As I’ve said several times before, I like seeing critiques of science that come from people who demand more and better science, rather than from people who are perhaps inclined to throw away the baby with the bathwater. Goldacre believes that when used effectively, the scientific method is the best tool we have to make sense of the physical world, with obvious implications for drug manufacturing and progress in medicine. The problem lies exactly with the “used effectively” bit — we fall short of this ideal much too often, not necessarily because specific individuals set out to be dishonest, but because there are systematic problems with the architecture of information in medicine. As Goldacre puts it,
[T]his is not just a book about bad people. In fact, it’s possible for good people, in perversely designed systems, to casually perpetrate acts of great harm on strangers, sometimes without even realising it. The current regulations — for companies, doctors and researchers — create perverse incentives; and we’ll have better luck fixing those broken systems than trying to rid the world of avarice.
There are two ideas from the book I’d like to highlight: one, Goldacre draws attention to the fact that even though the Declaration of Helsinki (a set of principles regulating experiments with human subjects) clearly states that research volunteers should benefit from the treatment tested on them, economic disparity means that this is often not the case:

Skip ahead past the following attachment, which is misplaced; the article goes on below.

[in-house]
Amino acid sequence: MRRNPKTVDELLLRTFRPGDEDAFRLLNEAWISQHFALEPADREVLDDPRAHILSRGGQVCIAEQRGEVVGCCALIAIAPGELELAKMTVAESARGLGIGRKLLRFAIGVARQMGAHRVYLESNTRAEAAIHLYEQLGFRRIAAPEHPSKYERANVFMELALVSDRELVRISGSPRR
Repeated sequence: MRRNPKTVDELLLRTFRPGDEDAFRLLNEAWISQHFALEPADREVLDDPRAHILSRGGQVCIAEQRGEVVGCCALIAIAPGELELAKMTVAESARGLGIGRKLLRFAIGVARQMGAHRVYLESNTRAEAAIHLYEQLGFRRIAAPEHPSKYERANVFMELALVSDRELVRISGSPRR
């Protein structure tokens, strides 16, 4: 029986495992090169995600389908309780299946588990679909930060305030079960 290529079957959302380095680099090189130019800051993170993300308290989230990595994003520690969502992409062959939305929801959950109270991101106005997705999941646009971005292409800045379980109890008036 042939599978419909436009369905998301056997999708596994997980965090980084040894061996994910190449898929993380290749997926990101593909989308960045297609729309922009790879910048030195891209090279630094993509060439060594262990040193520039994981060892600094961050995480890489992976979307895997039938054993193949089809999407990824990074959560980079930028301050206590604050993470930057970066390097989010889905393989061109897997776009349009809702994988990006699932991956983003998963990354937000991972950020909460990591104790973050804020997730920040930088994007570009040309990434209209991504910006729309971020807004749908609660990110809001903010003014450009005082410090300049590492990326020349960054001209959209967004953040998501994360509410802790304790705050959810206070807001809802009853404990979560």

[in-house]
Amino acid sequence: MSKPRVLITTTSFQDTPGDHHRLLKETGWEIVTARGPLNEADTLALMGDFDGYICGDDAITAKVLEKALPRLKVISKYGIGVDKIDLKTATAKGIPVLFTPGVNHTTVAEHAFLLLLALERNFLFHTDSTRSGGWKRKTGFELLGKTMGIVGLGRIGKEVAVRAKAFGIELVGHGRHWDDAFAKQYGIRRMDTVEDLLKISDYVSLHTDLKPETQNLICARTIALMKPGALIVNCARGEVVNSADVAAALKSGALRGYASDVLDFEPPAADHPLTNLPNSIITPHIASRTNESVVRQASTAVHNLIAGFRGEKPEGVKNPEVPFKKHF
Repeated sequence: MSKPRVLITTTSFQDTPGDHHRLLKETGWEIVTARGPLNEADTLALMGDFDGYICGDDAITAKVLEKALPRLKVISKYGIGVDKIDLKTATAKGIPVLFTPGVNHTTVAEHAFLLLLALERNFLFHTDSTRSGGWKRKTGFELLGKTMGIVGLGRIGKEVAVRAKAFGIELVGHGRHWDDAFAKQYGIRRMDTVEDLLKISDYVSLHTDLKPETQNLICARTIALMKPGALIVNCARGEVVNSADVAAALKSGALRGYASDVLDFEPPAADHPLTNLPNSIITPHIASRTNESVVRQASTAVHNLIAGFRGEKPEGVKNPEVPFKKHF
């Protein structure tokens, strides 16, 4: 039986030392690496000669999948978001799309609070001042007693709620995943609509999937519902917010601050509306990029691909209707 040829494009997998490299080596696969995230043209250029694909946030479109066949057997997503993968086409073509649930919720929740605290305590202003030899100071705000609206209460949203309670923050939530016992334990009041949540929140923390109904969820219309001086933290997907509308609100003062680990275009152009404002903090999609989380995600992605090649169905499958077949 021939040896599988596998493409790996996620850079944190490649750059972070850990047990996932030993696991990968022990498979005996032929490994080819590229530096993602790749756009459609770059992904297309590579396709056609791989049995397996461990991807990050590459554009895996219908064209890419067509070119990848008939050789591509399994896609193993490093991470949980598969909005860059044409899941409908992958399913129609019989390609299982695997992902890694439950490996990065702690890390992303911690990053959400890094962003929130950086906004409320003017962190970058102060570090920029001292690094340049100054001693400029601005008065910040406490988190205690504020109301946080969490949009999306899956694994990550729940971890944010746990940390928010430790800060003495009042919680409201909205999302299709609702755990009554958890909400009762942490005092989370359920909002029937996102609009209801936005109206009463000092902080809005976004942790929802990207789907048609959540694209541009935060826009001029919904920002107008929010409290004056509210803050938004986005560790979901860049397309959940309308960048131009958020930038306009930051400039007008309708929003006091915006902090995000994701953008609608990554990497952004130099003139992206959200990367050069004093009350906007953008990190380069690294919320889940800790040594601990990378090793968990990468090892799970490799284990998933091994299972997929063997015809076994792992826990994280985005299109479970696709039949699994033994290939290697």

But even at best, volunteers come from less well-off groups in society, and this creates a situation where the drugs taken by all of us are tested — to be blunt — on the poor. In the US, this means people without medical insurance, and that raises another interesting issue: the declaration of Helsinki, the ethics code which frames most modern medical activity, says that research is justified if the population from whom participants are drawn would benefit from the results. The thought behind this is that a new AIDS drug shouldn’t be tested on people in Africa, for example, who could never afford to buy it. But uninsured unemployed people in the US do not have access to expensive medical treatments either, so it’s not clear that they could benefit from this research.
Two, Goldacre mentions some very interesting studies that shows that people’s beliefs about the extent to which they’re influenced by close contact with sales reps are often completely off the mark. We’re not exactly the best at assessing our own impartiality, which means it’s a good idea to play it safe.

Ben Goldacre is clearly interested in the intersection between science, journalism and ethics, and that’s one of the things that draw me to his work. I can’t wait to see what he’ll come up with next.